The Eve / Hagar Paradigm in the Fiction of Quince Duncan

The Eve / Hagar Paradigm in the Fiction of Quince Duncan

The Eve / Hagar Paradigm in the Fiction of Quince Duncan

The Eve / Hagar Paradigm in the Fiction of Quince Duncan


Born in Costa Rica in 1940, Quince Duncan has penned an impressive body of work, including novels, short stories, essays, and literary and cultural criticism. Despite his reputation as Costa Rica's leading novelist, Duncan remains one of the least studied writers. Dellita Martin-Ogunsola seeks to remedy this inequity with The Eve/Hagar Paradigm in the Fiction of Quince Duncan. In this first book-length study devoted to Duncan's work, Martin-Ogunsola explores the issues of race, class, and gender in five of Duncan's major works published during the 1970s. Focusing primarily on the roles of women, Martin-Ogunsola uses the figures of Eve and the Egyptian slave Hagar to provide, through metaphor, an in-depth analysis of the female characters portrayed in Duncan's prose. Specifically, the Eve/Hagar paradigm is employed to examine how the essential characteristics of femininity play out in the context of ethnicity and caste. The book begins with Dawn Song (1970), the story of Antillean immigrants struggling with migration, oppression, and resistance while adapting to a new environment, and continues through Dead-End Street (1979), a novel exploring the ramifications of the myth, perpetrated through history, that defines Costa Rica in terms of Euro-Hispanic culture. Martin-Ogunsola illustrates Duncan's use of a female presence that challenges the traditional treatment of women in literature. Spanning the period between the initial settlement of the Atlantic region of Costa Rica during the early years of the twentieth century to the 1948 Costa Rican Civil War, Martin-Ogunsola's book invites the reader to view the world through the eyes of Duncan's female characters. The Eve/Hagar Paradigm inthe Fiction of Quince Duncan examines some of the most compelling issues of contemporary Latin American literature and illustrates how a prominent Costa Rican writer deconstructs the stereotype of woman as wife/lover/slave. In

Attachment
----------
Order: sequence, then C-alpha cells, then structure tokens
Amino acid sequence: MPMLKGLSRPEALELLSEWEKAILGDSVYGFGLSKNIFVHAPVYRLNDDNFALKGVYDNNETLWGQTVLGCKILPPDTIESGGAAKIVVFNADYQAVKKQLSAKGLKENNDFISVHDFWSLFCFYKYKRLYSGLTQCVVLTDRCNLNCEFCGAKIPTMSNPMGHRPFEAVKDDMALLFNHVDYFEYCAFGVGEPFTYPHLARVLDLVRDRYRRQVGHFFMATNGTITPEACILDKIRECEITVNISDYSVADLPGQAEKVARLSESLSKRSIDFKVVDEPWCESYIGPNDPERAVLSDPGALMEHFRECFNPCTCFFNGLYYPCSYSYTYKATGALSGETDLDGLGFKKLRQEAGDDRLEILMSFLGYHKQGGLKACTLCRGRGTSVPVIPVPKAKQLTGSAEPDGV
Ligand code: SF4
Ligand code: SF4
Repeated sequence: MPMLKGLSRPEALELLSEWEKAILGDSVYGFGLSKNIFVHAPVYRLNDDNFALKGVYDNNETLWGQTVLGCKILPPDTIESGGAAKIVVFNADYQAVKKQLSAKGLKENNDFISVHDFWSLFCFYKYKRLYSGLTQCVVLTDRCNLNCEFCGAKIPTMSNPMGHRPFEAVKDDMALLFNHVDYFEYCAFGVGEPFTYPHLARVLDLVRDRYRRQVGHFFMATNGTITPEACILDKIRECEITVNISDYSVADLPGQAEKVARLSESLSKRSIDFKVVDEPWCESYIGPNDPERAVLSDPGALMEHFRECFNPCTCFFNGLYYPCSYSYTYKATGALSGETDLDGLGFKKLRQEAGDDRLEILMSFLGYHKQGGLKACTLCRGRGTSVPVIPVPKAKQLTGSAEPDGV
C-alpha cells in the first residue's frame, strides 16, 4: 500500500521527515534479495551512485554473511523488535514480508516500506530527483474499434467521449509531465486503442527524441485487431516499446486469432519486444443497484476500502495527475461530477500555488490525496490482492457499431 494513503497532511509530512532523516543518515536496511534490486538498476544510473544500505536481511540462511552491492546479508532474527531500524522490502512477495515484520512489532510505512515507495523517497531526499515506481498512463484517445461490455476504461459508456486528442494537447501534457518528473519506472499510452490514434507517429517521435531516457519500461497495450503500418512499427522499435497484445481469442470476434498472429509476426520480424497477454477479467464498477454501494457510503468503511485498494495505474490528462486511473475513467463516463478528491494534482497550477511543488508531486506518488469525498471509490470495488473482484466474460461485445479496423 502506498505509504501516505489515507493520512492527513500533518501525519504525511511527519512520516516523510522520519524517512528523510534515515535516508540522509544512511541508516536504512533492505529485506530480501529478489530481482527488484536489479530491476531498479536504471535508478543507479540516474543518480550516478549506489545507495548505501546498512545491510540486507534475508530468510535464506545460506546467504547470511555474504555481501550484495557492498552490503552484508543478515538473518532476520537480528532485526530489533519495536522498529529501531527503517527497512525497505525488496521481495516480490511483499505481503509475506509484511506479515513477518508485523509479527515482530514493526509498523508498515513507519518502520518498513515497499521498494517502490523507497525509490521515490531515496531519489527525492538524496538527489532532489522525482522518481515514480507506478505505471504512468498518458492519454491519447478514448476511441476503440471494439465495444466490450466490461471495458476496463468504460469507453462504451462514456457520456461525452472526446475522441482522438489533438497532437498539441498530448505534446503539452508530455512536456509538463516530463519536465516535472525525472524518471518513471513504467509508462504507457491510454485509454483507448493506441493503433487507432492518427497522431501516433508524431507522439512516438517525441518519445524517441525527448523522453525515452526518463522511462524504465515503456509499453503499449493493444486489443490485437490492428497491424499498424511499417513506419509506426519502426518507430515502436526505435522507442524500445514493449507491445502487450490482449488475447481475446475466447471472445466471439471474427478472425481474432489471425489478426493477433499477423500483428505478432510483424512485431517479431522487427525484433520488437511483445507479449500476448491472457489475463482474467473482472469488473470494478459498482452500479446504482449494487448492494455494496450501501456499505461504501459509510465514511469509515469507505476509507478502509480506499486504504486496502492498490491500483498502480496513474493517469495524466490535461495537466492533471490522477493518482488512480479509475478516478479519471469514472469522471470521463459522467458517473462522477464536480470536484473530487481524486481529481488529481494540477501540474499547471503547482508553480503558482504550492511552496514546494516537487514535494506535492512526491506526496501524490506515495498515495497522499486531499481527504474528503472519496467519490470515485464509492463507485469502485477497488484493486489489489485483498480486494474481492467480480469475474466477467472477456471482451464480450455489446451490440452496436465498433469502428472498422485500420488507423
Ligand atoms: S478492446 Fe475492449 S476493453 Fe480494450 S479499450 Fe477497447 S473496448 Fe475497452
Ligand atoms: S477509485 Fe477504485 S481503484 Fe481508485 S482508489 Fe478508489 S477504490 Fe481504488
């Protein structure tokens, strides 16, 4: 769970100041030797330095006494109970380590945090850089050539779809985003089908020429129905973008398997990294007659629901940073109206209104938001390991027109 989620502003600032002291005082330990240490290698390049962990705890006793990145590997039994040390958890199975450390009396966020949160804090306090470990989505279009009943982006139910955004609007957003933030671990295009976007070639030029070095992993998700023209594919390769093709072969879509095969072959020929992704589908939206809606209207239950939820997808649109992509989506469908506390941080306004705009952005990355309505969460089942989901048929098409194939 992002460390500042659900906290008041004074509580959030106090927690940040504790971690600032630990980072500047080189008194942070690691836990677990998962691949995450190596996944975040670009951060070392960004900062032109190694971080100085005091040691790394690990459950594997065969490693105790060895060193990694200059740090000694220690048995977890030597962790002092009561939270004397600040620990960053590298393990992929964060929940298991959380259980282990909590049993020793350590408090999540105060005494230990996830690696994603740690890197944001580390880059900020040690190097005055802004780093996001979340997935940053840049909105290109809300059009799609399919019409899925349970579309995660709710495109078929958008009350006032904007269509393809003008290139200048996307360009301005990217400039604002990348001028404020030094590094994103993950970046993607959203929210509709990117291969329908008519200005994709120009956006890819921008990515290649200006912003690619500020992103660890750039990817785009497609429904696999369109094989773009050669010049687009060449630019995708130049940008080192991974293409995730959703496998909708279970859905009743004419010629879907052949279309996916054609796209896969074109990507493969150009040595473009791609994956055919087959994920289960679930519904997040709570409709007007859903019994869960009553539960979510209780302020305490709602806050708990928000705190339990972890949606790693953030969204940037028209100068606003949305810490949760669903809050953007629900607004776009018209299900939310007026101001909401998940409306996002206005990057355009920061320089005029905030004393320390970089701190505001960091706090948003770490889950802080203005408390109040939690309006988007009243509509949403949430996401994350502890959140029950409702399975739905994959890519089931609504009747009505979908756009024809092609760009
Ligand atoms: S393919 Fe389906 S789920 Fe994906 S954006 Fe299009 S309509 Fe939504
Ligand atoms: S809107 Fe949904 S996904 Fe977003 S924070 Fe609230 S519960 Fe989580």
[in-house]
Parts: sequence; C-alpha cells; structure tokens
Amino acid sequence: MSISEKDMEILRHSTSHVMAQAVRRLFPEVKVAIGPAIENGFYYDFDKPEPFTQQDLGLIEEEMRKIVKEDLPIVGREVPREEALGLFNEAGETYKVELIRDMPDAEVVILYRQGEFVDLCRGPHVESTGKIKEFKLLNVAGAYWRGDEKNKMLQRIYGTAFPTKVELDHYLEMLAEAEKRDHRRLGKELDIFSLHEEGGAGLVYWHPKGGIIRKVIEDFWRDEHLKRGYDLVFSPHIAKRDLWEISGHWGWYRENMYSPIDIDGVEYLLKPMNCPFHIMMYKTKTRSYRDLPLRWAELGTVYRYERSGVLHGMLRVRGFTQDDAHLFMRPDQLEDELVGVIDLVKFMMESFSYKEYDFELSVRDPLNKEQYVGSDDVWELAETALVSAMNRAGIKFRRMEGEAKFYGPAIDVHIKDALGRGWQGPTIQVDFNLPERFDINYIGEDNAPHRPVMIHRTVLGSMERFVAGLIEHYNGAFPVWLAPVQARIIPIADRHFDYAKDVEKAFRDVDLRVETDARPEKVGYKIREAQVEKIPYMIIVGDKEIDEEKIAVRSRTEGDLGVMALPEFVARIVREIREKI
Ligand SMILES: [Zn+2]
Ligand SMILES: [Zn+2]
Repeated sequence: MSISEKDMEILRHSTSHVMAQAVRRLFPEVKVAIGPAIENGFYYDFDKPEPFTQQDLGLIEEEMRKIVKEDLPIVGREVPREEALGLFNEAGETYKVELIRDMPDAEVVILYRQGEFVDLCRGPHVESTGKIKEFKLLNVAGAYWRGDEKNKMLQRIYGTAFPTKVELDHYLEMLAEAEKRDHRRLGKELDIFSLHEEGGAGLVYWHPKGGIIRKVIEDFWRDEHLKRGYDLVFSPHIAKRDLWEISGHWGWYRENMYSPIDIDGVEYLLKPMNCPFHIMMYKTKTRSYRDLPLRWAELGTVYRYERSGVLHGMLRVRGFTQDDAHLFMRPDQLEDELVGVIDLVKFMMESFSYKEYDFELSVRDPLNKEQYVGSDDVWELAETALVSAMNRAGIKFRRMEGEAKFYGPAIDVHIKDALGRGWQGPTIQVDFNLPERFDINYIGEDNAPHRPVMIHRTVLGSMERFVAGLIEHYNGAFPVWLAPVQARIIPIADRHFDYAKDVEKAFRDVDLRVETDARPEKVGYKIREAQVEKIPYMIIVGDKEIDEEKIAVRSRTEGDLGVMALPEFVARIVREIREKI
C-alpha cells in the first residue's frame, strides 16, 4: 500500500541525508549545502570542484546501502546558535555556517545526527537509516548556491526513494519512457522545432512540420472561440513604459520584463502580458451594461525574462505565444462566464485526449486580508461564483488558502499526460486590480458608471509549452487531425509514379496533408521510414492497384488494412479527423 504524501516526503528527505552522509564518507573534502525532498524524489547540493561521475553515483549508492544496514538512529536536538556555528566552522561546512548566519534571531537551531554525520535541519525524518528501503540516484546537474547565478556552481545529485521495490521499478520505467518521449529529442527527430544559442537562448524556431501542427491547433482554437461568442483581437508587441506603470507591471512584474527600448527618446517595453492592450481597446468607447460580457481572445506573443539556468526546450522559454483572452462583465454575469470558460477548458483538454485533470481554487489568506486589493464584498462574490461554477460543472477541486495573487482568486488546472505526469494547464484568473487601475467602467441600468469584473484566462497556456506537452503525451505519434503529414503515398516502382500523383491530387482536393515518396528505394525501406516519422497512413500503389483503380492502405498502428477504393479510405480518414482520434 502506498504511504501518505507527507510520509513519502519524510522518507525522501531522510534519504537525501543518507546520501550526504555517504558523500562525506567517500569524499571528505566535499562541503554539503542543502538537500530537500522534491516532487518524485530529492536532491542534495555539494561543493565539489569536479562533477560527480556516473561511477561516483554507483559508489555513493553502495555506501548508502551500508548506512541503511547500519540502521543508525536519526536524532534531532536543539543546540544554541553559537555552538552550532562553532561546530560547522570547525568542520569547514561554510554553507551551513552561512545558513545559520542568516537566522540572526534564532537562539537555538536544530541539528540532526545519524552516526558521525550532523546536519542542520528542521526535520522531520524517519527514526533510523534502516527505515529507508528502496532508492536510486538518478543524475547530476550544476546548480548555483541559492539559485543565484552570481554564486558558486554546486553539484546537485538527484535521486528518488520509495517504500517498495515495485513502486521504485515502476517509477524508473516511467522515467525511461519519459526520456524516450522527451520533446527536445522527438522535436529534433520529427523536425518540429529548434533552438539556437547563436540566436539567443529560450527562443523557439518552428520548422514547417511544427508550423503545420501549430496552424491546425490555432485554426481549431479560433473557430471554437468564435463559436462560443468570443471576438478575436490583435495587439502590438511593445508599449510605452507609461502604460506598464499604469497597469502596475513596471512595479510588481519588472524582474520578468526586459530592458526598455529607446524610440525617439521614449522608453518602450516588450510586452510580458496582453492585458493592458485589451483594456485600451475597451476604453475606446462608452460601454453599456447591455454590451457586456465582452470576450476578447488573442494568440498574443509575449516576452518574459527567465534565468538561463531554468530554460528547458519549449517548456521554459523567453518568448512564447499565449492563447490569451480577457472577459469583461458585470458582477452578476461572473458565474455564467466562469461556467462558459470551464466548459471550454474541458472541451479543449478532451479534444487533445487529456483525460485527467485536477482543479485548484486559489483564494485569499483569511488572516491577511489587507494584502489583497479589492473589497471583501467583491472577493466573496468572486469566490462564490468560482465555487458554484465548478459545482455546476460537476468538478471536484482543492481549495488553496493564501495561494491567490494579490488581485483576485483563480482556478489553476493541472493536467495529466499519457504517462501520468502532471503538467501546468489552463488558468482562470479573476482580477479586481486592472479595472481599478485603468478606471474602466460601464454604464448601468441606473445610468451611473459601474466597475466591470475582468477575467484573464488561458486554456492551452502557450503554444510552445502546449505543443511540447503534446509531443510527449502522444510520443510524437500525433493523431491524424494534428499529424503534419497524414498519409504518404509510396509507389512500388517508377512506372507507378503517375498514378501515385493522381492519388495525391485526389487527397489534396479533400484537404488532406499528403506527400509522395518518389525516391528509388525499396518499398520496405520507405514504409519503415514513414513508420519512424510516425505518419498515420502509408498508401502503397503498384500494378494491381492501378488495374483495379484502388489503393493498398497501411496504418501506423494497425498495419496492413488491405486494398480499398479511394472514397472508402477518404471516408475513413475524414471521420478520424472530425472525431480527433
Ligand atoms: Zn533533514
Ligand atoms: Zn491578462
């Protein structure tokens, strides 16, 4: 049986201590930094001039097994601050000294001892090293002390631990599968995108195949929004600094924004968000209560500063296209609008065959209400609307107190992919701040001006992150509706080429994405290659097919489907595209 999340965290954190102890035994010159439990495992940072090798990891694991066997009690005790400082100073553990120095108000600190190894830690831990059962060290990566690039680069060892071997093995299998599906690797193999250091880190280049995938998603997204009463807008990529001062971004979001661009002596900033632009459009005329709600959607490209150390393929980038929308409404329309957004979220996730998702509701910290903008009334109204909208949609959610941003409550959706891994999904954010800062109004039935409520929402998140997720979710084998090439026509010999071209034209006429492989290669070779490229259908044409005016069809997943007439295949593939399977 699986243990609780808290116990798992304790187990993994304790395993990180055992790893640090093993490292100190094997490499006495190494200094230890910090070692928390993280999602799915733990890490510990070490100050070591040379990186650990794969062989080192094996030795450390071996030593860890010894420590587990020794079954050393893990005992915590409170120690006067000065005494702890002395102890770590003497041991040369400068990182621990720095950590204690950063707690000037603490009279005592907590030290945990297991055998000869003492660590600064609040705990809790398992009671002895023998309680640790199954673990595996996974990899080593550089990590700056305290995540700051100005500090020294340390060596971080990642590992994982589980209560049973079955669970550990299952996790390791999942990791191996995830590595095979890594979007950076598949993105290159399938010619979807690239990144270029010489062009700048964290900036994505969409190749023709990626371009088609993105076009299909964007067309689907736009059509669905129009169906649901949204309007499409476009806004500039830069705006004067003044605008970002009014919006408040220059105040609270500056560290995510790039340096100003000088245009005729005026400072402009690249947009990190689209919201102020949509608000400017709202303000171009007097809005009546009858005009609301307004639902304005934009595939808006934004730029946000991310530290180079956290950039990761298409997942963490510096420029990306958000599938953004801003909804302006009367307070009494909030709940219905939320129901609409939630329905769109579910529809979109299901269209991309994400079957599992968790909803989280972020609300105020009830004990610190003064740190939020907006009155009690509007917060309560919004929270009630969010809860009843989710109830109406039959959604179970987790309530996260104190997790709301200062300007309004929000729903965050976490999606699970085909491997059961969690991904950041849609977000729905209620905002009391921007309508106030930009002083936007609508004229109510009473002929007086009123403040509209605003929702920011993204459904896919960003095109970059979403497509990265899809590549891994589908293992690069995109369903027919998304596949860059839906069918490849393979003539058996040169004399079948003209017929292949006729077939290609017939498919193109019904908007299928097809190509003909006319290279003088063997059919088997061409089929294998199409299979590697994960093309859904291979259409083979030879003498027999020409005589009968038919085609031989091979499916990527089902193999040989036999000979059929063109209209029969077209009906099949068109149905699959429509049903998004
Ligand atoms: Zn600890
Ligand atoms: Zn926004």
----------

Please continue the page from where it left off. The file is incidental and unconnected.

Eve and Hagar are two historical figures who have captured the human imagination across time and place — Eve because she is the archetype of womanhood, and Hagar because she is the prototype of the survival and resilience of femaleness in a patriarchal society. Moreover, the actions of these women offer compelling and contradictory models of behavior, not only for real people but also for fictional characters and artistic representations. Eve is the first woman presented in an overview of the Creation:

And God said, Let us make man in our image, after our likeness: and let them have dominion over the fish of the sea, and over the fowl of the air, and over the cattle, and over all the earth, and over every creeping thing that creepeth upon the earth.

So God created man in his own image, in the image of God created he him; male and female created he them. (Gen. 1:26— 27; emphasis added)

In the above passages the word man is synonymous with humanity, which is then developed into its gendered, interdependent components. Man as male is not named until chapter 2 of Genesis, but it is clear that gendering is a fundamental part of the human condition. Thus, in chapter 1 “man/human” is to “them” as “man/human” is to “male and female, ” distinct but equal aspects of the same being. According to Edith Deen, “the fact that God did not give man dominion until he had woman standing beside him is evidence enough of her exalted place in the Creation.” Thus, the Edenic model of humankind illustrates a relationship of parity and shared authority. a secular explication of the Creation portrays Eve as a “deposed goddess, ” or “humanity's earliest attempts to articulate the nature of Woman, the Feminine as a religious concept, and the very origins of human consciousness of the sacred.” Another viewpoint attempts . . .

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